… Many who may want to retire early, Scott thinks, will find that their savings are much less than what they will need. But that figure also depends on exactly how early they want to retire. “It’s really hard to just look at savings in their 401(k) and determine whether they are hopelessly far behind,” he says.

According to the Employee Benefit Research Institute’s (EBRI’s) Retirement Security Projection Model (RSPM), 44% of Baby Boomers and Generation Xers are still projected to be “at risk” of running short of money in retirement. …

The trick is helping people figure out, wherever they are, how to create a plan that works, according to Scott. …

Workers should think about how they might boost savings by working longer, and therefore saving more, or being savvier about other benefits, such as claiming Social Security at a later age, Scott says.

A brief from the Center for Retirement Research (CRR) at Boston College concludes that starting early to save for retirement and working longer are more effective levers for ensuring retirement security than earning a higher return on savings. “How Much to Save for a Secure Retirement” said this strategy of saving longer is especially effective, given the greater risk that comes from chasing investment returns.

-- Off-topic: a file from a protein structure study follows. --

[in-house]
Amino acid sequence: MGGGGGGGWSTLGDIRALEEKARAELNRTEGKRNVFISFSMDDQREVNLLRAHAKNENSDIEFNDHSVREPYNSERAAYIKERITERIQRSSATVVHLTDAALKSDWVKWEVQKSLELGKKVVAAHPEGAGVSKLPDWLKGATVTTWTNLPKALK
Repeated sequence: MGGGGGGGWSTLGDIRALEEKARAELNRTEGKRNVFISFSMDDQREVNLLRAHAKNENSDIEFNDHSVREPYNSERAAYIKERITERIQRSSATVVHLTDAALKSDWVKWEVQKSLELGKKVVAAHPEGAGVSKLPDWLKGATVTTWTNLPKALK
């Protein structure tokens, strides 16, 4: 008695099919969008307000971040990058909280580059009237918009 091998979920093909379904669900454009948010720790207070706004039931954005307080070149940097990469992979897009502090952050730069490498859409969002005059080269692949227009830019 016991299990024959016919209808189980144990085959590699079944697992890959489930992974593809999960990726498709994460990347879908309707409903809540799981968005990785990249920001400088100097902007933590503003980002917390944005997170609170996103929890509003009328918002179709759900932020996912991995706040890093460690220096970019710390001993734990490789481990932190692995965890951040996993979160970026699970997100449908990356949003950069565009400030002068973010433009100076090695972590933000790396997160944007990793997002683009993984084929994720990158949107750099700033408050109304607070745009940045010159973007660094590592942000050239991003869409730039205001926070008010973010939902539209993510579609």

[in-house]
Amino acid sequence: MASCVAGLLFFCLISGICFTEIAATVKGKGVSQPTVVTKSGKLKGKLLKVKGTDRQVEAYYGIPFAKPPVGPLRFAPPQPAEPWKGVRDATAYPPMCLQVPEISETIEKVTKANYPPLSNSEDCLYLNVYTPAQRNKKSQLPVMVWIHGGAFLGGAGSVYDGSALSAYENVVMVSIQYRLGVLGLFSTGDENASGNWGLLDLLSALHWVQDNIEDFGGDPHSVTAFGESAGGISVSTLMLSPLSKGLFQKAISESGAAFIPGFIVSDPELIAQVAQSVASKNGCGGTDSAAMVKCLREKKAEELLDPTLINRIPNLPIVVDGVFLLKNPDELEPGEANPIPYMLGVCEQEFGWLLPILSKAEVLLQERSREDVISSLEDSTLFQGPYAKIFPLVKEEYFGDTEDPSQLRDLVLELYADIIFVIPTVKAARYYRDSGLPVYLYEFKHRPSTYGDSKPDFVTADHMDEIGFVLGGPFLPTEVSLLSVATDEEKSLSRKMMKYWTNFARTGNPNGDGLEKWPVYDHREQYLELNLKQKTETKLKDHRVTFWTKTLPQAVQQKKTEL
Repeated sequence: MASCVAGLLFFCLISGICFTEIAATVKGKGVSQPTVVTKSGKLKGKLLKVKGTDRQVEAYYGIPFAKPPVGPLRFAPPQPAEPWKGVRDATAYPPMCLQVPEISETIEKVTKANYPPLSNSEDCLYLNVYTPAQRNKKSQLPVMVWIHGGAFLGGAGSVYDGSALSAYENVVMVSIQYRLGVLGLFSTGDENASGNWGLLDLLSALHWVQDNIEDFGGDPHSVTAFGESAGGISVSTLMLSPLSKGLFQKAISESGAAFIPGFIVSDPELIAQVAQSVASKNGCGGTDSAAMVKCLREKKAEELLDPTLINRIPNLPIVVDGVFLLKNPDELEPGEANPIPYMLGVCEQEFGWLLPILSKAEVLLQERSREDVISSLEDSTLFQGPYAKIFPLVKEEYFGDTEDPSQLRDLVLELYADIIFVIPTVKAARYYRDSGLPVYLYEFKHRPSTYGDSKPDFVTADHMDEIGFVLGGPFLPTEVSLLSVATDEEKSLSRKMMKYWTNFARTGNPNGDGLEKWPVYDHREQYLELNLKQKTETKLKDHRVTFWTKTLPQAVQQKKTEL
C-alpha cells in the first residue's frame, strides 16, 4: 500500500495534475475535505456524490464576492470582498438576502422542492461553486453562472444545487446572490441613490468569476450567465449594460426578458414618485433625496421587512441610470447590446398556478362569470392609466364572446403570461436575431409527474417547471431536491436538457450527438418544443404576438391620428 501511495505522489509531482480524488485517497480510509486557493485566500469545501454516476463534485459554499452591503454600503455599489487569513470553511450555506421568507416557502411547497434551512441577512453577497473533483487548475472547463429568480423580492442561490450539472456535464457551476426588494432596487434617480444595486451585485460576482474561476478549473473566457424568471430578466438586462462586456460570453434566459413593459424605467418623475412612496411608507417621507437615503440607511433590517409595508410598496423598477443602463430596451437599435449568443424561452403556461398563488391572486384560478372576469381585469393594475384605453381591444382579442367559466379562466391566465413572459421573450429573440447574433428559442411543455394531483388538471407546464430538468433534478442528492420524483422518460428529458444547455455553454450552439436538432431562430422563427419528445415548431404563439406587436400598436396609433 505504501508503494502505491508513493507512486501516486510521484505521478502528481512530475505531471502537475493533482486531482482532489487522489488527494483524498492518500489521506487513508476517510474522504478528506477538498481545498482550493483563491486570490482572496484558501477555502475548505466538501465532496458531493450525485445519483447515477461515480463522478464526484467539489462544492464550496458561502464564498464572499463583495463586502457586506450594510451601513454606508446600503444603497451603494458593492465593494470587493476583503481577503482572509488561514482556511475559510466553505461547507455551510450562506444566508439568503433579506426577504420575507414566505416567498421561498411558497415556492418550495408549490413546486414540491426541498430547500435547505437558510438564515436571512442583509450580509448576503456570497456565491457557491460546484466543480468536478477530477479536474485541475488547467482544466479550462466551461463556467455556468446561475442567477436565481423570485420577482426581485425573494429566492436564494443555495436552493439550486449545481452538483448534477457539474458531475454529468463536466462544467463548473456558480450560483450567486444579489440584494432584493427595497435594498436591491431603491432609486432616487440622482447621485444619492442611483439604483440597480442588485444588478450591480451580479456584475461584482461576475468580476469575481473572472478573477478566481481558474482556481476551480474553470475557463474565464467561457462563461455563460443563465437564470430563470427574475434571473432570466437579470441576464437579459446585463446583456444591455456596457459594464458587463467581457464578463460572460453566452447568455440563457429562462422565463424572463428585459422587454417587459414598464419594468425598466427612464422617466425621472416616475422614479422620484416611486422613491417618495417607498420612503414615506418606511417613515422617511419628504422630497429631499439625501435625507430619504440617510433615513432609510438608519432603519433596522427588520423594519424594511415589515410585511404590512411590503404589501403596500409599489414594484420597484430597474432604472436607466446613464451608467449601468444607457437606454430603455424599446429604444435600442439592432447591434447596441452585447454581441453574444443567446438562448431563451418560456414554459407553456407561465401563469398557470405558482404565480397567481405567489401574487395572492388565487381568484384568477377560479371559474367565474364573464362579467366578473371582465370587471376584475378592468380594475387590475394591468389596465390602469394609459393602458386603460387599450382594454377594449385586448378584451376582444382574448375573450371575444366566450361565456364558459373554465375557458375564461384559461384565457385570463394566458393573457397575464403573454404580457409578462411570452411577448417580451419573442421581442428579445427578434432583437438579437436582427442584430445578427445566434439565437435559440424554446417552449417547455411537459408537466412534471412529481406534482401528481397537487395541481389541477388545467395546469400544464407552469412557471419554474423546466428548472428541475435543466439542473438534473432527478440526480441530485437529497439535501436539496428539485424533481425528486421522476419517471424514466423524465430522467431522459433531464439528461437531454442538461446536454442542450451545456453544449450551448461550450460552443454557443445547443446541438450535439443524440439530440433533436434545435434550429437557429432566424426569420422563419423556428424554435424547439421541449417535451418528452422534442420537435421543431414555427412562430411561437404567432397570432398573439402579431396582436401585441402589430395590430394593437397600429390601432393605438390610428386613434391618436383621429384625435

English: In the United States, Social Security...
English: In the United States, Social Security benefits compared for younger vs. older workers. According to author Joseph Fried, this graphic uses information from: C. Eugene Steuerle and Adam Carasso, "The USA Today Lifetime Social Security and Medicare Benefits Calculator," (Urban Institute, October 1, 2004), from: Note: The calculator does not include the value or cost of the Social Security disability program. (Photo credit: Wikipedia)
… Because Social Security benefits are actuarially adjusted, they are more than 75% higher when he is age
70 than age 62. As a result, they replace a much larger share of preretirement earnings if workers wait to apply—29% if they are 62 and 52% if 70, in the CRR’s example—reducing the amount they would need to take from savings­. And, by postponing retirement, people have additional years to contribute to their 401(k) and allow their balances to grow. Finally, a later retirement age means that people will have fewer years of dependence on their accumulated retirement assets. 

Plan sponsors can help with reporting, to show how far behind workers are, Cohen says. Then decisions can be made, …